Hoffman v. Key Federal Sav. and Loan Ass'n, 60

CourtCourt of Special Appeals of Maryland
Citation392 A.2d 1121,40 Md.App. 438
Docket NumberNo. 60,60
Decision Date13 October 1978

Page 438

40 Md.App. 438
392 A.2d 1121
Paul R. HOFFMAN et ux.
No. 60.
Court of Special Appeals of Maryland.
Oct. 13, 1978.
Certiorari Granted Nov. 16, 1978.

[392 A.2d 1122] Leo Howard Lubow, Baltimore, with whom were Michael L. Schwartz and Freishtat & Schwartz, Baltimore, on the brief, for appellants.

Franklin Goldstein, Baltimore, with whom were Melnicove, Kaufman & Weiner, P. A., Baltimore, on the brief, for appellee.

Argued before DAVIDSON, WILNER and COUCH, JJ.

WILNER, Judge.

Page 439

Appellants, Paul and Judith Hoffman, for themselves and a class they seek to represent, appeal from an order of the Circuit Court for Baltimore County sustaining appellee's demurrer to Count I of their Amended Declaration, without leave to amend, and from the court's refusal to allow the action to proceed under Maryland Rule 209 as a class action. 1 The principal question is whether the court erred in concluding, from the facts alleged in Count I (and the exhibits incorporated in it), that a certain loan transaction between the parties was not usurious.

The loan transaction in question was in the nature of construction financing convertible into a "permanent" mortgage, in order to allow the Hoffmans to build a home on a lot they purchased in Howard County. Appellants used $53,000 of their own money, and desired to borrow $14,000 from appellee, Key Federal. Pursuant to a previous commitment letter, Key Federal agreed to make the loan, settlement of which occurred on January 29, 1976.

At that time, and in accordance with the terms of the commitment letter, Key Federal delivered to the Hoffmans its check for $14,000, the full proceeds of the loan. The Hoffmans immediately endorsed that check (and delivered as well one of their own for $53,000) to Robert L. Kolscher and George G. Wachter, trustees. The delivery of these funds was accompanied by the execution of a trust agreement governing, among other things, the future disbursement of the funds. The $14,000 loan was evidenced by a promissory note, secured by a deed of trust upon the Hoffmans' lot and improvements. The note required repayment in [392 A.2d 1123] equal monthly installments of $105.75, principal and interest, commencing May 1, 1976, and continuing for the ensuing 25 years. Interest commenced running on the $14,000 from the date of closing, and, apparently, was separately billed for the period from January 29, 1976, through April 30, 1976 the construction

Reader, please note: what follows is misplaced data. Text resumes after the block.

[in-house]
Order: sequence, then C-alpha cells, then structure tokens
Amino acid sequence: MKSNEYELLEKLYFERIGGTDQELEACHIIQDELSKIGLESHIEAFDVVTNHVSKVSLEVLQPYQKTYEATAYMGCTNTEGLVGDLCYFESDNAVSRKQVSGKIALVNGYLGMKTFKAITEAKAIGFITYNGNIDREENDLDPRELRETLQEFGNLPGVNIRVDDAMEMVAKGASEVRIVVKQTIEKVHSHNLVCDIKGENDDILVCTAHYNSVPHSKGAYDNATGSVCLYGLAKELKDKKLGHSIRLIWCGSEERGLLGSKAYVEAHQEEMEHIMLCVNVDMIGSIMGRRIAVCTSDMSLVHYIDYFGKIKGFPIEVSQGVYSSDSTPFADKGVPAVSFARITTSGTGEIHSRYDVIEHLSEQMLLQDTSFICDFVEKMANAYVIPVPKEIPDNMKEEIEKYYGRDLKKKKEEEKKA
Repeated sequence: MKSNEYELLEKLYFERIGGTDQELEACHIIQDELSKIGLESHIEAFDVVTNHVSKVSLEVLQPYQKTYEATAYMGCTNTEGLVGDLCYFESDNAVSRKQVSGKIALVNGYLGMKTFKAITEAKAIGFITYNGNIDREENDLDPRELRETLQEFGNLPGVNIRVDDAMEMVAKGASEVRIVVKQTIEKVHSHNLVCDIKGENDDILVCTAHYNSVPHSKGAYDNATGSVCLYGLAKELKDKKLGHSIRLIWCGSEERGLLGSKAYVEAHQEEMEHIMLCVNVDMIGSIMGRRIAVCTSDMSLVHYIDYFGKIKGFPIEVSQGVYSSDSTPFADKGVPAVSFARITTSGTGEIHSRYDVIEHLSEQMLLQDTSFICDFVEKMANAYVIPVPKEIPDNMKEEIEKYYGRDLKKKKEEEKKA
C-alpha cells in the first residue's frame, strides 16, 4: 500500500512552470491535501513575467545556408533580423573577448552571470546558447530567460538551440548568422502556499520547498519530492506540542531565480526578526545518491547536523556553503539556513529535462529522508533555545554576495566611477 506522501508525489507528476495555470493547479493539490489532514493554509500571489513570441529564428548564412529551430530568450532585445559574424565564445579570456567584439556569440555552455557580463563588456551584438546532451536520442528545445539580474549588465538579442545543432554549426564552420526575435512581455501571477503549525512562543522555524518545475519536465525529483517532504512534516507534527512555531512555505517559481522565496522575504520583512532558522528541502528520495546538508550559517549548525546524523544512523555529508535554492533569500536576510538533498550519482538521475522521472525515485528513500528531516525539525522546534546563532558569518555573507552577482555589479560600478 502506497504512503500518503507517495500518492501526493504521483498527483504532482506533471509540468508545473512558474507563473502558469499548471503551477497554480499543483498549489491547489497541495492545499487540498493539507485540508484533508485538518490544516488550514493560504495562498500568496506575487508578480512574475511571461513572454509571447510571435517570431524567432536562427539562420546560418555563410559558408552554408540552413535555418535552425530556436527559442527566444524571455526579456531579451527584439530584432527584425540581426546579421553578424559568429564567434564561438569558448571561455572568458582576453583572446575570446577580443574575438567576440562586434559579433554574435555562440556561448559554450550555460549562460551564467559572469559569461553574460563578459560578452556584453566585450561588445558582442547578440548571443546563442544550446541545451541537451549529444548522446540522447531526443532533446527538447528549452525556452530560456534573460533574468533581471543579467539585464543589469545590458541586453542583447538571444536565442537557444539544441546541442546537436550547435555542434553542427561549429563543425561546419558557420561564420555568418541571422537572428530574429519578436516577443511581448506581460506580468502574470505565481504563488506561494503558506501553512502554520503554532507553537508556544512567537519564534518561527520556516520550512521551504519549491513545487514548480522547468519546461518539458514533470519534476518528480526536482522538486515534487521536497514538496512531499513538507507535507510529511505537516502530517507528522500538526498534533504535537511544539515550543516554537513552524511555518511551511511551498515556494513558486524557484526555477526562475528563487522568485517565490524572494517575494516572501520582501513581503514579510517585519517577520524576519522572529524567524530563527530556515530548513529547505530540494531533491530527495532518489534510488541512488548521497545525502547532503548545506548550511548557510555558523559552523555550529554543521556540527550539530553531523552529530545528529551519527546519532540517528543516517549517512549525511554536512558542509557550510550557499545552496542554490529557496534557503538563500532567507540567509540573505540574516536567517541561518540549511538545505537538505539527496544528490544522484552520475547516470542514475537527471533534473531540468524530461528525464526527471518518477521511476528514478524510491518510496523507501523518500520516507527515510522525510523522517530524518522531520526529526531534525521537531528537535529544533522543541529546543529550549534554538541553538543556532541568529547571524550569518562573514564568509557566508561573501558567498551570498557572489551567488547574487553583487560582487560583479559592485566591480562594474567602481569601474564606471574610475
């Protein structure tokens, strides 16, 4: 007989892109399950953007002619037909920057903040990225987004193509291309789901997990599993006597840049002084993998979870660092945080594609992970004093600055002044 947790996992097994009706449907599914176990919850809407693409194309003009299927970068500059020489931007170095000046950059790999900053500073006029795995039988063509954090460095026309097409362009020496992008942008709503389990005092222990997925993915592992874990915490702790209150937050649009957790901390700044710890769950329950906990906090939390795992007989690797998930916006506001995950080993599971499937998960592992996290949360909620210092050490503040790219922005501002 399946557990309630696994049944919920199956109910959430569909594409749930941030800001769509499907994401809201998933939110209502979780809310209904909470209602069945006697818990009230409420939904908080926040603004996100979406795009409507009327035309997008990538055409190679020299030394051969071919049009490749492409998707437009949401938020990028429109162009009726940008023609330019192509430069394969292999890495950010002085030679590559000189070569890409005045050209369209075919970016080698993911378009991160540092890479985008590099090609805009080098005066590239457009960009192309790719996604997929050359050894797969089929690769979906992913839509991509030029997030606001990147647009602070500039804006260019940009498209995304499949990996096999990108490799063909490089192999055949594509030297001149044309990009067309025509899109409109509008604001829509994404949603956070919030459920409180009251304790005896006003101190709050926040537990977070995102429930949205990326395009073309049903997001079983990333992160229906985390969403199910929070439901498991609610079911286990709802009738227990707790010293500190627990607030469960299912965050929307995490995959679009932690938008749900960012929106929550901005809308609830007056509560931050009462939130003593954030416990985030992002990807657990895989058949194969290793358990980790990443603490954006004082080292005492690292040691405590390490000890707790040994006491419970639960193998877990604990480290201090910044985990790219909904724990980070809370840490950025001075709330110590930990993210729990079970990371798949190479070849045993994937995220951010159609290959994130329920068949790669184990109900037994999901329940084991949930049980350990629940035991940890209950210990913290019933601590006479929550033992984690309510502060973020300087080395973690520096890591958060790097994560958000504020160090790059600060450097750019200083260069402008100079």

Page 440

period. An annual interest rate "on the unpaid balance" was stated in the note to be 73/4%.

The critical agreement, in terms of the legal issue presented, is the trust agreement between the Hoffmans and the two trustees, both of whom are alleged to be "officers, agents and employees of Key Federal and were acting on behalf and under the control and direction of Key Federal." The agreement recited the loan from Key Federal, and stated that a "condition precedent" to the loan was that the Hoffmans erect and complete certain improvements within nine months from that date. It stated further that "for the purpose of guaranteeing the completion of said improvements", the Hoffmans had turned over to the trustees the proceeds of the mortgage loan, and that such proceeds were "to be deposited by said Co-Trustees, in their own names, with Key Federal Savings and Loan Association as a pending fund to secure the erection of the aforesaid improvements". These funds were to be advanced to the Hoffmans in six installments as certain specified levels of completion were achieved.